The City of Montreal presented its budgetary recovery plan on Thursday amid a global economic slowdown due to the coronavirus pandemic.
Montreal Mayor Valérie Plante says while the city is in good financial shape to weather the crisis, with a $251-million surplus from last year, the crisis will bring significant shortfalls.
“It is clear that our government’s finances will be affected by the global economic downturn due to the pandemic,” Plante said.
Executive committee president Benoit Dorais said the city’s revenues will take a big hit by safety measures and closures, amounting to as much as $538 million.
He said an expected slow-down in real estate transactions could lead to a revenue shortfall of between $104.8 million and $294.1 million.
That’s because a downturn in transactions would reduce transfer tax revenues, as well as various sources of revenues related to permits, parking fees and others, according to Dorais.
Plante said because of their reliance on property taxation, municipalities don’t have as much leeway as other levels of government when it comes to revenues.
Plante and Dorais expressed hope both Ottawa and Quebec would help shoulder the burden to minimize the impact on citizens.
“There is no question of handing that bill to Montrealers,” Dorais said. “Our commitment of not taxing residents beyond inflation will be kept.”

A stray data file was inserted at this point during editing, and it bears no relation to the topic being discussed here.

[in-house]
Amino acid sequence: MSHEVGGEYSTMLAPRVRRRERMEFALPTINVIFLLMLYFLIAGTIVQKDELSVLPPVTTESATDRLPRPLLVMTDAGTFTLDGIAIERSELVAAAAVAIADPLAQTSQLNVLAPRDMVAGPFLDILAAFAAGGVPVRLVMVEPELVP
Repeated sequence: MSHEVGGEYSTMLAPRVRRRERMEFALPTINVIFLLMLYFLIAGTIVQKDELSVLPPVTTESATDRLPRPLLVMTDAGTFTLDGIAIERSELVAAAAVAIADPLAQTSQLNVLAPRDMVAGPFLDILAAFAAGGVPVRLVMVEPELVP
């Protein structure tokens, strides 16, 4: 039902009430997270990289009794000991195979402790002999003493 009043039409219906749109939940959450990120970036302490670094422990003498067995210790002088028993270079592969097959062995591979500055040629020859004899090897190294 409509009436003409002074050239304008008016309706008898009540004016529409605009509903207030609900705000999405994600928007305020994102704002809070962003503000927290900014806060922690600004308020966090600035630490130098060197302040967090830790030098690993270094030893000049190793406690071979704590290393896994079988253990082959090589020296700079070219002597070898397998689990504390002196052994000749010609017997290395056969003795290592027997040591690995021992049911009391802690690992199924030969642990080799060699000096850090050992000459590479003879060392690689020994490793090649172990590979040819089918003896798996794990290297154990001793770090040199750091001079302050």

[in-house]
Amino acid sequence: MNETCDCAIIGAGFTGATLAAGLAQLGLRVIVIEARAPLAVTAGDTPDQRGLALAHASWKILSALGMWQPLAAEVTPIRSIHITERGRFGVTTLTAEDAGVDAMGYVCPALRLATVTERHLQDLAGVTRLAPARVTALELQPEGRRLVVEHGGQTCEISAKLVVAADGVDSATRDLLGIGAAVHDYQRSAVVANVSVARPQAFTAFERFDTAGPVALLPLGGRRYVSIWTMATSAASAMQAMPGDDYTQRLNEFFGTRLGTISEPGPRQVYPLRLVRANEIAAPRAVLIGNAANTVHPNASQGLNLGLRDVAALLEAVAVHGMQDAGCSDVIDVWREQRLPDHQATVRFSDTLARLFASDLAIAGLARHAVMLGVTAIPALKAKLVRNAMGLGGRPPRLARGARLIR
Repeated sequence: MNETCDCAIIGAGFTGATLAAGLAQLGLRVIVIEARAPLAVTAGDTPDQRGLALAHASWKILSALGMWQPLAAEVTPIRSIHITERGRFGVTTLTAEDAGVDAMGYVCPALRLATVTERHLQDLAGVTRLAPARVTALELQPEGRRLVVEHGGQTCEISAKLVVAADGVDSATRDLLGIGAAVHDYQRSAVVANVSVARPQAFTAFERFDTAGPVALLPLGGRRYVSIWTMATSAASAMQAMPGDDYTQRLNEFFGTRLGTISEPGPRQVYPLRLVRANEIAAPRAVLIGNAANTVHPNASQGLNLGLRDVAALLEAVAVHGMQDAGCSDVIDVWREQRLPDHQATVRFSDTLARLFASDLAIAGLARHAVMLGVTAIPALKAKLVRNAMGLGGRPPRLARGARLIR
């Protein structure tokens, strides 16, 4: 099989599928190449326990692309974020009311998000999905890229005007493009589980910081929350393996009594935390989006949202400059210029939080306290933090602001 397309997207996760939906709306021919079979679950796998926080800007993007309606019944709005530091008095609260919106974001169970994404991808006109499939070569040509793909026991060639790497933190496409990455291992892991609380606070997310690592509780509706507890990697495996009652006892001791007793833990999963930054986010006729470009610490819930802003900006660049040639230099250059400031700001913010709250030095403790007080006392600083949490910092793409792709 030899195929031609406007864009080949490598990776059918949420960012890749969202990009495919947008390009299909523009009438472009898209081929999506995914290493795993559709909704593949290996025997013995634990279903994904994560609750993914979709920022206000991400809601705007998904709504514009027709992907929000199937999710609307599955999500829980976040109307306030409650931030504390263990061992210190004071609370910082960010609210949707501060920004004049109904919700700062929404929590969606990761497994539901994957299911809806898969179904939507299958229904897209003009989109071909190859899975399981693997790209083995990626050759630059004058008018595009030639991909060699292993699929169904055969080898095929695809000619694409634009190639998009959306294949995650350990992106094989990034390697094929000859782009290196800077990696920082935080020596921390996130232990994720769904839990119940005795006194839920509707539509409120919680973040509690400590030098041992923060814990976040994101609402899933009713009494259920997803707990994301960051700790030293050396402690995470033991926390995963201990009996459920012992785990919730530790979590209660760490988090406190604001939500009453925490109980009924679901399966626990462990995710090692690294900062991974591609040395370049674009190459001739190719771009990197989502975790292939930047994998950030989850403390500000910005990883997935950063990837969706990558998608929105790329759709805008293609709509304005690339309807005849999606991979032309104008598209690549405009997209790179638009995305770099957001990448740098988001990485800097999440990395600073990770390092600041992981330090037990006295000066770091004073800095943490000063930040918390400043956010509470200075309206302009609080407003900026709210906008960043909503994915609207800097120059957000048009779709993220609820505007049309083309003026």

The city also expects to see revenue losses in the form of expenditures directly linked to the crisis, such as the purchase of sanitary equipment or overtime for front-line staff.
Another area of concern is public transit.
“There will be a shortfall on the public transit side with a bill that is expected to be considerable on the ARTM side, ranging from $154 million to $244 million,” said Dorais.
In total, revenue losses could range between $258.8 million and 538.1 million.
Dorais said the numbers were estimates only and that a clearer picture would emerge in the months following the end of confinement.
To deal with the many shortfalls, the city is putting in place an action plan to curb spending and save $123.4 million.
City centre services will have to cut their 85.7 million expenditures, while boroughs will have to cut 3.1 per cent from their budgeted expenditures for a total savings of $23.7 million.
Boroughs and city departments will be required to come up with a detailed plan in the coming weeks, explaining how they will achieve those savings.
Meanwhile, the city is putting in place control measures aimed at slowing down expenses, including a hiring freeze, a freeze on professional fees, a general freeze on purchases and a freeze of $9 million in contingency expenses planned for by the administration.
Both Plante and Dorais reiterated the measures were being put in place to allow the city to weather the crisis.